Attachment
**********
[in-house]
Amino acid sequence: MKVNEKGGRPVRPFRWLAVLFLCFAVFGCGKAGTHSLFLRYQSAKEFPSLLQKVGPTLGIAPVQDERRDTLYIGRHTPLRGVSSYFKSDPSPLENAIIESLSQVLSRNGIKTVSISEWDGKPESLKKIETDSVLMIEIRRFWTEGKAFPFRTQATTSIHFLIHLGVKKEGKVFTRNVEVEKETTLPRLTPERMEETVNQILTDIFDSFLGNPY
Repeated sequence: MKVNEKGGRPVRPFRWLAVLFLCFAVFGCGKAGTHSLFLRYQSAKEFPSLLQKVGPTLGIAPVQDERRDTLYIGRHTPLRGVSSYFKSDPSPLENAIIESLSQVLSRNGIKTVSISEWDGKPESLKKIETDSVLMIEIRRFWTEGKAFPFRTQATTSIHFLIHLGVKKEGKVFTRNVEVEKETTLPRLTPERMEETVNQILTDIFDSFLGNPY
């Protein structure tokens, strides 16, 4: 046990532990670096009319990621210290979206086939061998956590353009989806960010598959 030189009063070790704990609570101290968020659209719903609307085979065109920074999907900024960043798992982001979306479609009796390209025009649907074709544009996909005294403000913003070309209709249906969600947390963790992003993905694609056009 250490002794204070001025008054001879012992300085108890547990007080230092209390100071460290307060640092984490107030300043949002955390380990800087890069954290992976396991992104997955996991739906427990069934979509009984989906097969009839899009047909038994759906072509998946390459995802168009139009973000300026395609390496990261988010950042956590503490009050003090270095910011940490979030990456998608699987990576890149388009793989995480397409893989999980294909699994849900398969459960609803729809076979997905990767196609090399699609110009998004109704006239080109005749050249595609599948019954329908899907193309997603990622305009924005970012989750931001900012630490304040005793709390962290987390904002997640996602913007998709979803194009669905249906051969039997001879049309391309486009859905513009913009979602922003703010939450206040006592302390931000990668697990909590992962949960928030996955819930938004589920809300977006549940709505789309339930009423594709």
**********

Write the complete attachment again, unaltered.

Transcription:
[in-house]
Amino acid sequence: MKVNEKGGRPVRPFRWLAVLFLCFAVFGCGKAGTHSLFLRYQSAKEFPSLLQKVGPTLGIAPVQDERRDTLYIGRHTPLRGVSSYFKSDPSPLENAIIESLSQVLSRNGIKTVSISEWDGKPESLKKIETDSVLMIEIRRFWTEGKAFPFRTQATTSIHFLIHLGVKKEGKVFTRNVEVEKETTLPRLTPERMEETVNQILTDIFDSFLGNPY
Repeated sequence: MKVNEKGGRPVRPFRWLAVLFLCFAVFGCGKAGTHSLFLRYQSAKEFPSLLQKVGPTLGIAPVQDERRDTLYIGRHTPLRGVSSYFKSDPSPLENAIIESLSQVLSRNGIKTVSISEWDGKPESLKKIETDSVLMIEIRRFWTEGKAFPFRTQATTSIHFLIHLGVKKEGKVFTRNVEVEKETTLPRLTPERMEETVNQILTDIFDSFLGNPY
């Protein structure tokens, strides 16, 4: 046990532990670096009319990621210290979206086939061998956590353009989806960010598959 030189009063070790704990609570101290968020659209719903609307085979065109920074999907900024960043798992982001979306479609009796390209025009649907074709544009996909005294403000913003070309209709249906969600947390963790992003993905694609056009 250490002794204070001025008054001879012992300085108890547990007080230092209390100071460290307060640092984490107030300043949002955390380990800087890069954290992976396991992104997955996991739906427990069934979509009984989906097969009839899009047909038994759906072509998946390459995802168009139009973000300026395609390496990261988010950042956590503490009050003090270095910011940490979030990456998608699987990576890149388009793989995480397409893989999980294909699994849900398969459960609803729809076979997905990767196609090399699609110009998004109704006239080109005749050249595609599948019954329908899907193309997603990622305009924005970012989750931001900012630490304040005793709390962290987390904002997640996602913007998709979803194009669905249906051969039997001879049309391309486009859905513009913009979602922003703010939450206040006592302390931000990668697990909590992962949960928030996955819930938004589920809300977006549940709505789309339930009423594709």